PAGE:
● Expansion of the current carparking capability from approximately 60 to approximately 100 spaces ● Inclusion of two Disability access parks with direct access to the lift entrance of the facility

● Continues with and provides more efficient access to neighbouring properties

● Provides a loading dock for Hall use and for neighbouring property use

● Remodelling of Creek Lane to provide more user friendly and safer access and carriageway for all users

● Improved access and amenity to the current pedestrian link to Hyde Street

● Inclusion of power cabling for intended electric vehicle charging points

The carpark design entails full resurfacing, levelling, storm water management, retaining walls, ramps, resurfacing, line marking, lighting, landscaping, kerb and gutter and wheel stoppers. Offset planting will be considered onsite and offsite with endemic and native species in line with comprehensive advice obtained from a qualified arborist. The large red cedar tree near the bottle shop will be maintained as a tree of significance.

This carpark design has been costed at $1.3m through a Quantity Surveyor (QS) costing. The current project budget entails a contribution from the project to the carpark of $700,000. Council is to fund the additional $600,000 required to provide this carpark upgrade, resulting in not only a safer and more amenable area, but an additional 40 (approximately) carparks for use by Memorial Hall patrons and the community generally.

This is approximately a 66% increase on the number of carparks currently provided in this area, allowing this project to bring additional benefits to the community outside the Hall transformation project itself.

Further Design considerations

The original Concept Design submitted with the Grant Application was informed from the extensive requirements that were gathered in numerous workshops conducted with the key user groups. These groups on the whole represented the major festivals and events, and the majority of regular users of the hall, and included various event, performance and usage types, in addition to subject matter experts such as sound and acoustic engineers.

However, given the timing constraints of the grant process, there were a number of key areas of the requirements and design that were known to have limitations and were required to be revisited in the subsequent design iterations. These included accessibility and flow challenges, limited car park design, acoustic isolation concerns and limited engineering works assessment.

Sibling architects reviewed these requirements, and with the benefit of additional time, were able to not only address these outstanding issues, but to revise the original concept designs and offer significantly more innovation, scope and options. They did this over a number of iterations, many of which were able to be reviewed by the key user groups to assess their relative merit.

Some of these variations included:

● Significant redesign of the front of the house to activate and increase the size of the foyer, maximise the space with the relocation and increase of the toilet facilities and provide better flow and access to the main hall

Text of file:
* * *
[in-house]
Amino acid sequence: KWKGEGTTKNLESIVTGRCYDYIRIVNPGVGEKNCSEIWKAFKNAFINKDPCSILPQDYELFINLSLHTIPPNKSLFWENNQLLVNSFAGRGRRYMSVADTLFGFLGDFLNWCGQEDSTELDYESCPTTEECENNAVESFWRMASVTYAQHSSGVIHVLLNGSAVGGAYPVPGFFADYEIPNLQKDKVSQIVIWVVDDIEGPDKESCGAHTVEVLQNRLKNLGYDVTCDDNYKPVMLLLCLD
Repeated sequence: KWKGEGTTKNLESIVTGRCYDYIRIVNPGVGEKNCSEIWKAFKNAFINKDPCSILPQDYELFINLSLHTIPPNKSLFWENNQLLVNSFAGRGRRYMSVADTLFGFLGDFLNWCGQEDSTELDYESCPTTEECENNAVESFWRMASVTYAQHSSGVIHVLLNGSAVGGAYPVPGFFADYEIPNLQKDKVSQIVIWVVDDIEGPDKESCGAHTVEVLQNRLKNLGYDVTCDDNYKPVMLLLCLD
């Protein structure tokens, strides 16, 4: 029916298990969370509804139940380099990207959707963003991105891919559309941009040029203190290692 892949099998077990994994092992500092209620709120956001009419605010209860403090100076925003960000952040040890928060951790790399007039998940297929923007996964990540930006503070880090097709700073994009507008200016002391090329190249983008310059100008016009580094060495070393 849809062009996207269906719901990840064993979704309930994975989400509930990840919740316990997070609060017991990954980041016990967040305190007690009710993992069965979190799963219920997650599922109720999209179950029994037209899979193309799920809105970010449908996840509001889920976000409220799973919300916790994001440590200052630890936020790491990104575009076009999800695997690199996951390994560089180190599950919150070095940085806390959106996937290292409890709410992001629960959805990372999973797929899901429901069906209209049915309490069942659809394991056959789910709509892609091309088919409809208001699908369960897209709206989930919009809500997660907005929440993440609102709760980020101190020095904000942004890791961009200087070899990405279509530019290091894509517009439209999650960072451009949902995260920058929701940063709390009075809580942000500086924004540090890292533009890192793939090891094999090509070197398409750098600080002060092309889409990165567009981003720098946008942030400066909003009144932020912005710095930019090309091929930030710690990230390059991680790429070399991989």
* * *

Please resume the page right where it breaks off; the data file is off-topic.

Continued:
● Better raking of new seats with improved line of sight to the stage

● Multiple car park designs, some including multi-level capacity

● Opening of the current walkway to be an activated and integrated part of the design

● Increased Back of House facilities including multi-functional green rooms

● Multiple integrating deck and kitchenette options

● Accessibility and flow issues

In fact, at the peak of the creative process, one of the most exciting design iterations included an integrated multilevel car park and incorporated an outdoor stage and large deck area.

However, the design process is a balancing act between user requirements, aspirations, budget, costs, heritage guidelines, building codes compliance and engineering constraints; and many of the areas that required more detailed analysis had a significant impact on the budget.

One of these areas was the car park design, with the current DA requirements for the new design requiring an additional 40 (approximately) car spaces to be included (1 car park per 100sqm), and thus an extension of the car park scope. Whilst this will add tremendous value to the Memorial Hall and the community as a whole, it did increase the scope of the project.

So, after many iterations the final recommended approach is a design that:

● meets the aspirations of the vision for HUB and the grant application

● meets the current needs of the community and the upgrade needs of the hall

● provides the right mix of potential, re-use and adaptability to promote and enable new opportunities, performances and capability for the Shire - well into the future

Detailed Design

The detailed design phase focussed on the fit-out, operability and included consideration of delivery such as:

· Finalising external material specifications, informed by BCA requirements including fire compliance. Colour and finish of materials will be informed by heritage consultant advice.

· Interior design development, including material and finish specifications. Works to the Foyer and Hall will consider the existing heritage fabric of the building as well as the proposed uses of these spaces. Materials will consider acoustic requirements of the spaces and be durable to support the highly trafficked nature of a public building.